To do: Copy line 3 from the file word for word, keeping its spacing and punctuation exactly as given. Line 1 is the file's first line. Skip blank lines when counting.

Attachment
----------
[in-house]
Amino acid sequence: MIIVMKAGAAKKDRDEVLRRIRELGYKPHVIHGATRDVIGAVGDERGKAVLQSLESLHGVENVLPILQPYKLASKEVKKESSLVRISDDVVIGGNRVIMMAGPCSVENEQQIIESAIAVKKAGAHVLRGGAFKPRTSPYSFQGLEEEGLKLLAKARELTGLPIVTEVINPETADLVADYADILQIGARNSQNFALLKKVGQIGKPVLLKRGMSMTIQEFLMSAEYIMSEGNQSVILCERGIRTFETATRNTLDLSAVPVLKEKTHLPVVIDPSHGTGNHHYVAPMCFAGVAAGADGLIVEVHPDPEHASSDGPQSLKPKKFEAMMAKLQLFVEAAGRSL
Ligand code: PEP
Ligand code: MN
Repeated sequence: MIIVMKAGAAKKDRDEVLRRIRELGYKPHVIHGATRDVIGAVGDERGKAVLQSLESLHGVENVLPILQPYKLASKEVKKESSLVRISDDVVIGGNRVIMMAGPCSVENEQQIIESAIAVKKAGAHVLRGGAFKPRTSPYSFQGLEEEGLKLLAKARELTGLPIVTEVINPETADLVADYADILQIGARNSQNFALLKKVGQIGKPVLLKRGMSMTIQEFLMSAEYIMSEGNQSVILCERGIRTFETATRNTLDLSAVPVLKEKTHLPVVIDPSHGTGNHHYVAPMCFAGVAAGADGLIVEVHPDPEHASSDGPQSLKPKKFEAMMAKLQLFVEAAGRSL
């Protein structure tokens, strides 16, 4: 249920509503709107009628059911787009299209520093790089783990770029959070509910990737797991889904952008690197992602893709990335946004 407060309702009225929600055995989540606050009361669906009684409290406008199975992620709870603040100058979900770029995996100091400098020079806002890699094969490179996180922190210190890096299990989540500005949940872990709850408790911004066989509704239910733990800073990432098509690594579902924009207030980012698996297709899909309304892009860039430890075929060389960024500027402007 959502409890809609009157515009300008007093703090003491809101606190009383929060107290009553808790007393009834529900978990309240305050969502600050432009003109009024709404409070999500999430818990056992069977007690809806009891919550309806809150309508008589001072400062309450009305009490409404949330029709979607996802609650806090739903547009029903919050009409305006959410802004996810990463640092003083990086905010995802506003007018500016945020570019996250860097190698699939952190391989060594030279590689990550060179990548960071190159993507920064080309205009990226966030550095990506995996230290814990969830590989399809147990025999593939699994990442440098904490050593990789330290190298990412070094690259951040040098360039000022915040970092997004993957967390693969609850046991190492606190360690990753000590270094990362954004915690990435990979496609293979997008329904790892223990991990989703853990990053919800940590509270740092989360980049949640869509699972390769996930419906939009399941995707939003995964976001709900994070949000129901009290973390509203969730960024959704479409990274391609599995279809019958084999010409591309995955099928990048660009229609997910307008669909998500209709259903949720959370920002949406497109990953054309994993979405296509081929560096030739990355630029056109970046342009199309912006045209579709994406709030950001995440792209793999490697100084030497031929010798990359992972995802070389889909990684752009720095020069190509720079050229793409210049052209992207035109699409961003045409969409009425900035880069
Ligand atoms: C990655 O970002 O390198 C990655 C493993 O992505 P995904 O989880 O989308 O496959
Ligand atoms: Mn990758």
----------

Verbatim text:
Ligand code: PEP